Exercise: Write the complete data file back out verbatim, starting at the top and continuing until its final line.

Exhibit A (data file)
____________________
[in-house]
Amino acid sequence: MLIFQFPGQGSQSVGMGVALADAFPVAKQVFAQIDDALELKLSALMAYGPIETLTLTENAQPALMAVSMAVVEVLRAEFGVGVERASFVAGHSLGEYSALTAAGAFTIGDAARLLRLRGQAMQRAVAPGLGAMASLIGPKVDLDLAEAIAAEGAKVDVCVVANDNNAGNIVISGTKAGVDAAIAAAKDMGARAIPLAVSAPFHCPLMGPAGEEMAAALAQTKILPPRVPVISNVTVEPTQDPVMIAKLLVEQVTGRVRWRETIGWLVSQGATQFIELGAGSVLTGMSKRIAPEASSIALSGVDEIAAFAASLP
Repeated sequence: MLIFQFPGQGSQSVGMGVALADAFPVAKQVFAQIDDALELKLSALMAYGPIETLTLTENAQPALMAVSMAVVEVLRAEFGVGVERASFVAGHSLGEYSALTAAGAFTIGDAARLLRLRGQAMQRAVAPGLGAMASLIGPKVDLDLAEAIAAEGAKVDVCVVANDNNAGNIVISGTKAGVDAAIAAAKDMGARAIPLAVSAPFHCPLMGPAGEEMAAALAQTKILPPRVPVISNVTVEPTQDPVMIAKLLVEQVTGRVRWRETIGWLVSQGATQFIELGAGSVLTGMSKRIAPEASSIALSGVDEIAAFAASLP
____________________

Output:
[in-house]
Amino acid sequence: MLIFQFPGQGSQSVGMGVALADAFPVAKQVFAQIDDALELKLSALMAYGPIETLTLTENAQPALMAVSMAVVEVLRAEFGVGVERASFVAGHSLGEYSALTAAGAFTIGDAARLLRLRGQAMQRAVAPGLGAMASLIGPKVDLDLAEAIAAEGAKVDVCVVANDNNAGNIVISGTKAGVDAAIAAAKDMGARAIPLAVSAPFHCPLMGPAGEEMAAALAQTKILPPRVPVISNVTVEPTQDPVMIAKLLVEQVTGRVRWRETIGWLVSQGATQFIELGAGSVLTGMSKRIAPEASSIALSGVDEIAAFAASLP
Repeated sequence: MLIFQFPGQGSQSVGMGVALADAFPVAKQVFAQIDDALELKLSALMAYGPIETLTLTENAQPALMAVSMAVVEVLRAEFGVGVERASFVAGHSLGEYSALTAAGAFTIGDAARLLRLRGQAMQRAVAPGLGAMASLIGPKVDLDLAEAIAAEGAKVDVCVVANDNNAGNIVISGTKAGVDAAIAAAKDMGARAIPLAVSAPFHCPLMGPAGEEMAAALAQTKILPPRVPVISNVTVEPTQDPVMIAKLLVEQVTGRVRWRETIGWLVSQGATQFIELGAGSVLTGMSKRIAPEASSIALSGVDEIAAFAASLP